A perpetual motion machine is, theoretically, a device that functions indefinitely without energy from an external source.
No such machine is possible, but this Physics 101 concept makes a nice metaphor for the workplace: To keep growing and running smoothly, companies need outside energy. No workplace can attain perpetual motion. It needs a spark.
The spark now is coming from the millennial-generation workers who are entering the workforce in increasing numbers. Rather than be content to simply have a job in a bad economy, these young people are demanding a sense of purpose in their work and the ability to strike a reasonable work-life balance.
And if they don't get it, they're moving on.
A new survey released exclusively to I Just Work Here examines the job-hopping nature of millennials and raises some important questions about how much it costs companies to find and replace young workers.
Here are some findings from the survey, conducted by the consulting firm Millennial Branding and the online career network beyond.com:
•30 percent of companies surveyed lost 15 percent or more of their millennial employees in the past year.
•87 percent of companies said it cost $15,000 to $25,000 to replace a departed millennial employee.
•Most said millennials leave the company because they don't consider it "a good cultural fit."
•About 30 percent leave because they've gotten a better offer at another company, but almost the same amount say they left because their career goals weren't in line with their employer.
This survey puts some helpful data to a trend that everyone knew, at least anecdotally, was happening.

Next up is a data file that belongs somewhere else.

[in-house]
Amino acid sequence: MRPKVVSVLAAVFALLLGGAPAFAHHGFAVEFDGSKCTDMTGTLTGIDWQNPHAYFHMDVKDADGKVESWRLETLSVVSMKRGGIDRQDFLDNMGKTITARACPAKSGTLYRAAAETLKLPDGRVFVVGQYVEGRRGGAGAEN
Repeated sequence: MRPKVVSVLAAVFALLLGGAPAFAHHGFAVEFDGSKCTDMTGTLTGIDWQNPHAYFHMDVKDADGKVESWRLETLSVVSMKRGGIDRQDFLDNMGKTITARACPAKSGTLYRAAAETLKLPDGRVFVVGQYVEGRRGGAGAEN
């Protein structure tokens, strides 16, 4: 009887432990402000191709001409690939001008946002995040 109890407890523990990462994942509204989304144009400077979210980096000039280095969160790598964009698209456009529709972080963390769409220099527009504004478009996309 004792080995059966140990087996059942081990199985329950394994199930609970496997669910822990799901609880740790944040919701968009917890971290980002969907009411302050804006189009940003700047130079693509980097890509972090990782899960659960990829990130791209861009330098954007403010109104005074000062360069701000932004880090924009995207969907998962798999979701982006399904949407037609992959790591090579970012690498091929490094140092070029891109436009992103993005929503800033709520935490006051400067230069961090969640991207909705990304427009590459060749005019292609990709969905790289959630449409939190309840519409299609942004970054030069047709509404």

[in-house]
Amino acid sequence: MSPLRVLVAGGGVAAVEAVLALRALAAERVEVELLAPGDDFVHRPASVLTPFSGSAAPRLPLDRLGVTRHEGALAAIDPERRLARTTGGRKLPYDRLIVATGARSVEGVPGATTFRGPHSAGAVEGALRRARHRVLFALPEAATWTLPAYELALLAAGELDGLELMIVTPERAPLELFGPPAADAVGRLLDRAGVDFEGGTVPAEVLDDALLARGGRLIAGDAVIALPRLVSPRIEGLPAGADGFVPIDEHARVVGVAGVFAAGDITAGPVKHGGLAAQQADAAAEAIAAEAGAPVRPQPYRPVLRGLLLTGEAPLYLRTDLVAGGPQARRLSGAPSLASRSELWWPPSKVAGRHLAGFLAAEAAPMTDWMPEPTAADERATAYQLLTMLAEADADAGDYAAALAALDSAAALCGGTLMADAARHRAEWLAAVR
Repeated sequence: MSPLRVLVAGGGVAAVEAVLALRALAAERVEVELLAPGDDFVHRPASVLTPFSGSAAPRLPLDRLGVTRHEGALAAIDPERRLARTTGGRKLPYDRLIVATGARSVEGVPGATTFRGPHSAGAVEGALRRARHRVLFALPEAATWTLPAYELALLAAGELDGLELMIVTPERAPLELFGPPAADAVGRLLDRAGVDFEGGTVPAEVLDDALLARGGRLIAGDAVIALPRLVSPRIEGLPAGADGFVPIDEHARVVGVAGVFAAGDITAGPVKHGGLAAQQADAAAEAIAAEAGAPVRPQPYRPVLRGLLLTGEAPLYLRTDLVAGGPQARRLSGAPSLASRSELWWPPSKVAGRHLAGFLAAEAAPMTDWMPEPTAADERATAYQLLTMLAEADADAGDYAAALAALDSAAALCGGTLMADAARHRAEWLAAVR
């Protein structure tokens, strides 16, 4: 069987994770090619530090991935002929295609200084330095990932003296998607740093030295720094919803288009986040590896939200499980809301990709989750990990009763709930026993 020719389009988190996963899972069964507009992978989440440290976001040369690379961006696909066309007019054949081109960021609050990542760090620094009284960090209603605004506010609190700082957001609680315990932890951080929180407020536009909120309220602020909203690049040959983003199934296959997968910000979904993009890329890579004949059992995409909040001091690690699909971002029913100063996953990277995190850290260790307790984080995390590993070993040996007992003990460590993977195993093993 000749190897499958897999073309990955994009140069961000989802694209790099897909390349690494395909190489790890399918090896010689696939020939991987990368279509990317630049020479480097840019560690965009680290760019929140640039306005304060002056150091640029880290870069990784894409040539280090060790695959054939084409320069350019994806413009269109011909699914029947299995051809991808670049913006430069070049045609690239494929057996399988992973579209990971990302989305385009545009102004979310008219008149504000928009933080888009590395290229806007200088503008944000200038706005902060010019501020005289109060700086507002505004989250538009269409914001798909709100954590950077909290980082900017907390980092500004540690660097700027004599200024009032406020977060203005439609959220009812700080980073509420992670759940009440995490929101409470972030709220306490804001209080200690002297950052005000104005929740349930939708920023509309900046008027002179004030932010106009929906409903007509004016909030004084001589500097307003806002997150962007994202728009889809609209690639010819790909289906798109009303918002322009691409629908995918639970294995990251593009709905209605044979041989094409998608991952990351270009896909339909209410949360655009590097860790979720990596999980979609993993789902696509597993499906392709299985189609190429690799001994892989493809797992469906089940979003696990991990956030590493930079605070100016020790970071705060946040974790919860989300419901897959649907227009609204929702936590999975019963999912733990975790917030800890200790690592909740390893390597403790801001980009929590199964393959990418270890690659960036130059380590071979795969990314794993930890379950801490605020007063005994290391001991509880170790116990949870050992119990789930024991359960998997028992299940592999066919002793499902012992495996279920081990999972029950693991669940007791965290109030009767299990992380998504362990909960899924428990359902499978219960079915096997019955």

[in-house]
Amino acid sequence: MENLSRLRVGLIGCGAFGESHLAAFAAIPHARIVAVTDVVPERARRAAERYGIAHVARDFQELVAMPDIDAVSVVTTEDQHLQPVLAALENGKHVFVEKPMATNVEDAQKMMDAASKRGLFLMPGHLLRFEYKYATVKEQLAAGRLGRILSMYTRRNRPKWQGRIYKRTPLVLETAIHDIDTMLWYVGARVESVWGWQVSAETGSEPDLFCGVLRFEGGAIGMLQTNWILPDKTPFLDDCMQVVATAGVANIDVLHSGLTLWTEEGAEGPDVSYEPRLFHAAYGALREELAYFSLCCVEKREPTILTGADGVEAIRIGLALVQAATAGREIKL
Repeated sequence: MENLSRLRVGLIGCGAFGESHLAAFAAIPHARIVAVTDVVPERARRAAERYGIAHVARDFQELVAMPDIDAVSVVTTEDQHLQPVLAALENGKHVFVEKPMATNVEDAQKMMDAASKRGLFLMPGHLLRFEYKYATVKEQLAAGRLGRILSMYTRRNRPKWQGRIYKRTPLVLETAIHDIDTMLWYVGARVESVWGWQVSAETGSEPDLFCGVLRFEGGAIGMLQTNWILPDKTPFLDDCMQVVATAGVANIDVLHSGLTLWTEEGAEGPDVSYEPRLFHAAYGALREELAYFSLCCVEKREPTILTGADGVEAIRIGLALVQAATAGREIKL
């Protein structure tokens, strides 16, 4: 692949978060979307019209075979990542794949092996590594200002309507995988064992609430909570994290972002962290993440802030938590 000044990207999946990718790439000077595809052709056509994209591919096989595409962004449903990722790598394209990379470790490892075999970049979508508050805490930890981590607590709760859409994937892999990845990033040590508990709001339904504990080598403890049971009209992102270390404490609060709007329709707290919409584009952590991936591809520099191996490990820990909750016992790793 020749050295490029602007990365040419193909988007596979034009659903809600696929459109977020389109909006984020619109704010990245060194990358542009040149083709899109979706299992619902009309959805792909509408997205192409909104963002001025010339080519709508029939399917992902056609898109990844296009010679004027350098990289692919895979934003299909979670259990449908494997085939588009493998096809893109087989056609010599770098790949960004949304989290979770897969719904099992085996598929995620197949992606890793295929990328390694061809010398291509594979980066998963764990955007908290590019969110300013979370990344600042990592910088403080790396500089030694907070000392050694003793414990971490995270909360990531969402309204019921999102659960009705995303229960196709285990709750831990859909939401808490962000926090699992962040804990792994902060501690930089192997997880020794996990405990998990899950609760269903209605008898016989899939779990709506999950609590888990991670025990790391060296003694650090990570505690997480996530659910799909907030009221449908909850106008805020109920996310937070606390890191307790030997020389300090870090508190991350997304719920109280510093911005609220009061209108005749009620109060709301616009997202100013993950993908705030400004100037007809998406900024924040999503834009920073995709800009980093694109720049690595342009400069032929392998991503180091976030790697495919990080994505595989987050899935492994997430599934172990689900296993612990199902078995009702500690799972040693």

"This generation has different views of the workplace and what a workplace should be like, and the companies aren't evolving to meet those changes and needs fast enough," said Dan Schawbel, founder of Millennial Branding and author of the upcoming book, "Promote Yourself: The New Rules For Career Success." "In the years to come, companies are going to have trouble, because if they can't retain these employees, those costs really add up."
Jim John, chief operating officer at beyond.com, said it's a mistake for companies to view millennials as disloyal. They take charge of their own careers, both for their own good, the good of their families and, given the generation's heightened social consciousness, the good of the world around them.
"This generation has a real objective or sense that I have to manage my career," John said. "I have to take control of it and be responsible. Employers are pressed and they hire and lay off indiscriminately. So I have to be responsible to me, and to my family."
Schawbel and John said key things millennials look for in a job include: a clear mission and the opportunity to build marketable skills; flexible schedules and work-from-home options that ensure a work/life balance; mentoring programs; and internal hiring for career advancement.
The survey found that 80 percent of employers believe they can increase their millennial retention rate.
"I think that's optimism," Schawbel said. "I don't think they necessarily know how to do it. Workplace flexibility was one of the top concerns for millennials, but only half of the employers are using it. So there's a disconnect there."
I spoke about this millennial dilemma with Stephen Burnett, a professor of management and strategy at Northwestern University's Kellogg School of Management. He said it's counterintuitive that young workers in a crummy job market are able to demand that they be managed a certain way.
But that's what's happening.
"The issue with this job hopping is that we have to understand that loyalty is something that a company now must earn," Burnett said. "Maybe in my generation that was less true. But today, loyalty isn't something the company has a right to. It has to be earned."